With their 2020 counterparts postponed a year due to the COVID crisis, the 2021 local elections have become an unexpected bumper edition of the UK’s usual annual democratic process. With many areas of the UK going to the polls, the elections are important in determining who is running Scotland, Wales, and many cities and council areas across England, and as a major snapshot of the mood of the country.
The COVID-19 pandemic has radically changed the way in which planning decisions are being made in a matter of weeks. Nominally the advent of virtual planning committees and increased use of delegated decision making by officers are short-term measures. But could we see changes becoming imbedded for the longer-term?
As road transportation shifted from horses to the internal combustion engine even great minds of the time struggled to adapt. In 1899, inventor Uriah Smith came up with Horsey Horseless (pictured left). Smith thought the logical step was in seamlessly blending the benefits of a motorised vehicle with the traditional appearance of a horse. There was some fear at the time that the rise of the car would cause anxiety to beasts of burden using the same roads and this ingenious idea was designed to literally avoid ‘scaring the horses’.
Unsurprisingly it never took off, but it demonstrates what a hard-to-conceptualize thing a horseless carriage was.
How is the planning process staying on track during COVID-19?
In these unprecedented times, the Government has set councils the challenge of keeping the planning system going, acknowledging the role the development industry will play in the economic recovery. Central to this is ensuring that pre-app meetings continue to go ahead and decisions continue to be made.
Housing Secretary Robert Jenrick today issued a brutal rejection of London Mayor Sadiq Khan’s London Plan, the proposed framework for development in the capital.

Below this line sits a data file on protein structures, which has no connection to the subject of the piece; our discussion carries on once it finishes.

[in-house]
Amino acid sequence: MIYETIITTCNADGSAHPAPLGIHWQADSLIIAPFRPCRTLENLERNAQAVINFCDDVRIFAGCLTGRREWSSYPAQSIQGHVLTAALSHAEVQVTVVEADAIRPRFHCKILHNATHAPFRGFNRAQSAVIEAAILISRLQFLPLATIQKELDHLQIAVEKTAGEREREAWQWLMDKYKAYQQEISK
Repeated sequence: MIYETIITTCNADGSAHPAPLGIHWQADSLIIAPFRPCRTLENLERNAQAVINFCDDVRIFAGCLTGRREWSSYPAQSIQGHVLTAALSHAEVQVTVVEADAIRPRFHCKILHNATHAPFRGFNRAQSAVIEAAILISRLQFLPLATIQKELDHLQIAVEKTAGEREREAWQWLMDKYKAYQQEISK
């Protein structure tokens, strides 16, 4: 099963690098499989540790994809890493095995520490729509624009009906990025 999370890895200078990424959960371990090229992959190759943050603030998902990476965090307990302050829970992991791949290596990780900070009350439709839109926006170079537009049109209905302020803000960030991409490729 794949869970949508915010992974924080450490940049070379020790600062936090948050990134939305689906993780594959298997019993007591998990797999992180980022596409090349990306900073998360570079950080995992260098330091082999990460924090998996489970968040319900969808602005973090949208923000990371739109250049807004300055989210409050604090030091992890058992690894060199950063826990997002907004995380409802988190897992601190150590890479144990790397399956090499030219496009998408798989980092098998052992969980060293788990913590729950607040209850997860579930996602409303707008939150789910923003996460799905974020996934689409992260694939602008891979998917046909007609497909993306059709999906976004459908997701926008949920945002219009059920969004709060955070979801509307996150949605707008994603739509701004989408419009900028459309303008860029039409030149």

Much like a teacher chastising an under-achieving student, Jenrick has declared that housing delivery under Khan’s mayoralty has been “deeply disappointing” and “falls far short of what the people of London expect, deserve and need.” He goes on to blame this failure of housing delivery for “worsening affordability for Londoners”.
Key points behind the Housing Secretary’s rejection of the Plan:
• It delivers only 52,000 homes a year against the identified need of 66,000 homes.
• It is too complex and will reduce appetite for development.
• It directly contradicts national planning policies.
The tone of the letter really is remarkable in the scorn Jenrick shows. The best example is perhaps his citing of a policy on bed linen to evidence the complexity of the Plan, which Jenrick says will “make development more difficult”. He also criticises the Mayor’s flagship estate regeneration reform- the requirement of a residents’ ballot to secure grant-funding- describing it as “onerous”.
The timing of Jenrick’s letter was no doubt very deliberate. With the Mayoral election just around the corner, the Housing Secretary is robustly challenging a key plank of Khan’s re-election campaign- that the election should be a referendum on rent controls and making housing costs more affordable for Londoners. Jenrick is effectively saying to Khan that he is responsible for the affordability crisis through his failure to deliver homes.
Ironically though, given the COVID-19 crisis and the potential for the elections to be postponed until later in the year the timing may have been scuppered.
Jenrick’s conclusion is that the London Plan is not fit to be published and his direction to the Mayor is to go back to the drawing board. The Government’s view is that the Mayor has failed on housing delivery and will continue to do so with this plan- and that message has been delivered with absolutely no subtlety at all…